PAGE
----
Midclavicular An imaginary line through the middle of the clavicle that extends vertically
Myocardial Infarction Ischemia and death of heart muscle tissue
Myocardium The middle muscular layer of the heart
Pacemaker A medical device that provides artificial stimulation to heart muscle to trigger contraction
Pericardium A serous sac that encases the heart, is formed from two layers, and is usually filled with small amount of fluid
PQRST Waves The standard waveforms found on the EKG tracing. Each wave corresponds to a specific event within the heart's electrical cycle
Precordial Leads Six EKG leads placed on the anterior chest to record electrical activity or the heart, mainly the electrical impulses originating in the ventricles of the heart's anterior wall
Pulmonic Valve (Pulmonary Semilunar) The pulmonary semilunar prevents blood in the lungs from returning to the right ventricle during diastole
Pulmonary Vein The only vein in the body that carries oxygenated blood. The pulmonary veins carry blood from the lungs to the heart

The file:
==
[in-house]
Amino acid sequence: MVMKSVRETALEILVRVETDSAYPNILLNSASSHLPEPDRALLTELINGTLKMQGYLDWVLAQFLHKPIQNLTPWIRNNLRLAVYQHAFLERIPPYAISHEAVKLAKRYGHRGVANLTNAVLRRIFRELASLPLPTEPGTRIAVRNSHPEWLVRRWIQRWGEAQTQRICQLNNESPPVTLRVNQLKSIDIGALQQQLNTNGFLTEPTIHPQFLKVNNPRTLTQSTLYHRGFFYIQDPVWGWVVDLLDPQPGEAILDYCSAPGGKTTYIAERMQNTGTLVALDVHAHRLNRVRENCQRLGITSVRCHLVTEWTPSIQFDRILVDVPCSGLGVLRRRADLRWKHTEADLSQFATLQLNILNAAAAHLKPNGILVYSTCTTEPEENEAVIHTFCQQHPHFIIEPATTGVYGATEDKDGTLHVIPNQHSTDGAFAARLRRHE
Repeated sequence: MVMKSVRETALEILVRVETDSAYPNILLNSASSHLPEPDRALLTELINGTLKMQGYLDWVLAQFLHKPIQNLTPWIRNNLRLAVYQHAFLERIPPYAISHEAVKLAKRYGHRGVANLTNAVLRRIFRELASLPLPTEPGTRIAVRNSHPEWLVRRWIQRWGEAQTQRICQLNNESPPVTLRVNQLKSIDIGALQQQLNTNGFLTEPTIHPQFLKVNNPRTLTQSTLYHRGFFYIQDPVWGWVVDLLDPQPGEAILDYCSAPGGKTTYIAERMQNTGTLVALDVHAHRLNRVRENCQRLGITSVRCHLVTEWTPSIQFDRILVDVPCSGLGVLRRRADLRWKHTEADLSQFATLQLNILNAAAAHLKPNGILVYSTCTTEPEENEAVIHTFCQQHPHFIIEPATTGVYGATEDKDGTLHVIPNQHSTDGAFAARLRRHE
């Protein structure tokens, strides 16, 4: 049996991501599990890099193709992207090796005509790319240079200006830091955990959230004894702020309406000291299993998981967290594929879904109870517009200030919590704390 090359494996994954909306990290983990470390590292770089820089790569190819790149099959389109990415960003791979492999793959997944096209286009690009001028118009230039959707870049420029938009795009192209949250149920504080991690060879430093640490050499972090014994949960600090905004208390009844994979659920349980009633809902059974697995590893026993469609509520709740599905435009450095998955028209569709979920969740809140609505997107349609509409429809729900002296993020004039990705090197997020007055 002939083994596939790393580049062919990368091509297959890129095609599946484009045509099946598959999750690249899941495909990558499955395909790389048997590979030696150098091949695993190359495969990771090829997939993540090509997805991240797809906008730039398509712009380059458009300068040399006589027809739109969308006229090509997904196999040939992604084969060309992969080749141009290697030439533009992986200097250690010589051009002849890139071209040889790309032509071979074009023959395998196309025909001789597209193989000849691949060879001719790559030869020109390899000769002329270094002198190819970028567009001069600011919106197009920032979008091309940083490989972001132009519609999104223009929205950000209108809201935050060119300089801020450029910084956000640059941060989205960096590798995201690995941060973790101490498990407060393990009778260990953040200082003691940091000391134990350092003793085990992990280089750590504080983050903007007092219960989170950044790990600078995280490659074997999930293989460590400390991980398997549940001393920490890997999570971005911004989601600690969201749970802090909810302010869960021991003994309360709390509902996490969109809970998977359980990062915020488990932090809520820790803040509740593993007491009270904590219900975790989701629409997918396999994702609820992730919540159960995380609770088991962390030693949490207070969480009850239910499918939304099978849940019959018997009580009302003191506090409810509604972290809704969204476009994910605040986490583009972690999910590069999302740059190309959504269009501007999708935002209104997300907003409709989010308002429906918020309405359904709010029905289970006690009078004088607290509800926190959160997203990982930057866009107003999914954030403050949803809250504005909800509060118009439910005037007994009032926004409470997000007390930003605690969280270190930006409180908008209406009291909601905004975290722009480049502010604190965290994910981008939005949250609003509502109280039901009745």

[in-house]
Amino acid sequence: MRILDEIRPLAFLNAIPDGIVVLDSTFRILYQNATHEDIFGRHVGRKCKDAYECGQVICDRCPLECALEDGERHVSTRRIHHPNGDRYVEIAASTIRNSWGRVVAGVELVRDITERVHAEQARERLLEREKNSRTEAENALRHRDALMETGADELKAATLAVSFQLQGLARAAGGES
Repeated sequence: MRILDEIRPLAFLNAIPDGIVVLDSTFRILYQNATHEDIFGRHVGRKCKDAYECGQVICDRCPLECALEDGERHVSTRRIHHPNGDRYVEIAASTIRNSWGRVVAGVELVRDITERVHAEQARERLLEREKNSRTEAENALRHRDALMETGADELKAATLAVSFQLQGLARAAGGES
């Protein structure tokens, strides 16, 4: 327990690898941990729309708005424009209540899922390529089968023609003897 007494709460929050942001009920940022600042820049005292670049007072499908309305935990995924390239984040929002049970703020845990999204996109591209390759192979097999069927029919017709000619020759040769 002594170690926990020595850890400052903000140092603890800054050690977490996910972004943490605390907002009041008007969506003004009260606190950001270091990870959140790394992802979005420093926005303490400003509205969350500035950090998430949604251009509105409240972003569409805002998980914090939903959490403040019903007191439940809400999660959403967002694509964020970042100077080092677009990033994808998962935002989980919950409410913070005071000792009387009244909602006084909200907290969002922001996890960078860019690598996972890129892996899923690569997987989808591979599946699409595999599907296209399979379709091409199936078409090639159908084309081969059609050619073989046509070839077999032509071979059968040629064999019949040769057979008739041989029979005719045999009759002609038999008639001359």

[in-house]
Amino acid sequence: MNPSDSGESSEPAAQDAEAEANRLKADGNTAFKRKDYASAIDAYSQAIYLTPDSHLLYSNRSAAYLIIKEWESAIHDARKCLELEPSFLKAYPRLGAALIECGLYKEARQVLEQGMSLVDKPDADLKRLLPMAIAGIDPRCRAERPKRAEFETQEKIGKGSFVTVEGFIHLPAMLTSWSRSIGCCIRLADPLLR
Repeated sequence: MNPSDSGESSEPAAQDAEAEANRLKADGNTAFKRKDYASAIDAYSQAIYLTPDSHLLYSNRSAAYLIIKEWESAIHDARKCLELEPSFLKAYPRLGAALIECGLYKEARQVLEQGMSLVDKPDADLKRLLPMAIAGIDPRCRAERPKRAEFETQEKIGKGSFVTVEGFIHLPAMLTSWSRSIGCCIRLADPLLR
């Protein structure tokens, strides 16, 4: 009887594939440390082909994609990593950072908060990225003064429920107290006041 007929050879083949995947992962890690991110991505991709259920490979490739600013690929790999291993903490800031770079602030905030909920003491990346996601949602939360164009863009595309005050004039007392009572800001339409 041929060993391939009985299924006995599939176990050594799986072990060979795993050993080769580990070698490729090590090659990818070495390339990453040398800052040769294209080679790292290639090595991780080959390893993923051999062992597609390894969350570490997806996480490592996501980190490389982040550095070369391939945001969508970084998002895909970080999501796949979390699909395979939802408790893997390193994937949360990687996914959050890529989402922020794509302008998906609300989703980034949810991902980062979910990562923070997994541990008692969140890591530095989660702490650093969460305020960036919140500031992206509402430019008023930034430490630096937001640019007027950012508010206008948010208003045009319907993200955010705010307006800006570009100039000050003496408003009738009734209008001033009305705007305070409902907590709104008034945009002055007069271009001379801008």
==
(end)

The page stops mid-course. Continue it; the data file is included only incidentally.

Purkinje Fiber Fibers that serve to conduct electrical impulses through the right and left ventricles
Repolarazation The process of moving sodium from inside the cell to the outside, and potassium from outside the cell to the inside. Repolarization involves establishing and electrical gradient across a cell membrane
Septum A dividing wall or partition, such as the one found between the atria and the ventricles
Sinoatrial (SA) Node A small mass of tissue, located in the right atrium, which serves to originate impulses that stimulate the heartbeat. SA node depolarization corresponds to the P wave on the electrocardiogram
Superior Vena Cava The second-largest vein in the human body
Tachycardia Fast heart rate
Tricuspid Valve The tricuspid valve separates the right atrium from the right ventricle
Vasoconstriction The act of constricting a blood vessel
Ventricle The ventricles are responsible for pumping blood to the lungs and entire body
Bundle Branch Part of the conduction system responsible for triggering ventricular muscle contraction
Bundle of His Part of the conduction system responsible for conducting a stimulus to the septum and bundle branches
Cardiac Arrest The absence of cardiac activity
Coronary Arteries The arteries that supply oxygenated blood to the myocardium
Depolarization A loss of polarization resulting from a sudden influx of sodium ions into the cardiac muscle cells; results in contraction
Ectopic Originating in an area of the heart other than the sinoatrial node
Electrocardiograph (EKG) A graphic representation of the electrical activity of the heart
Electrode A specialized interface between the human body and an EKG machine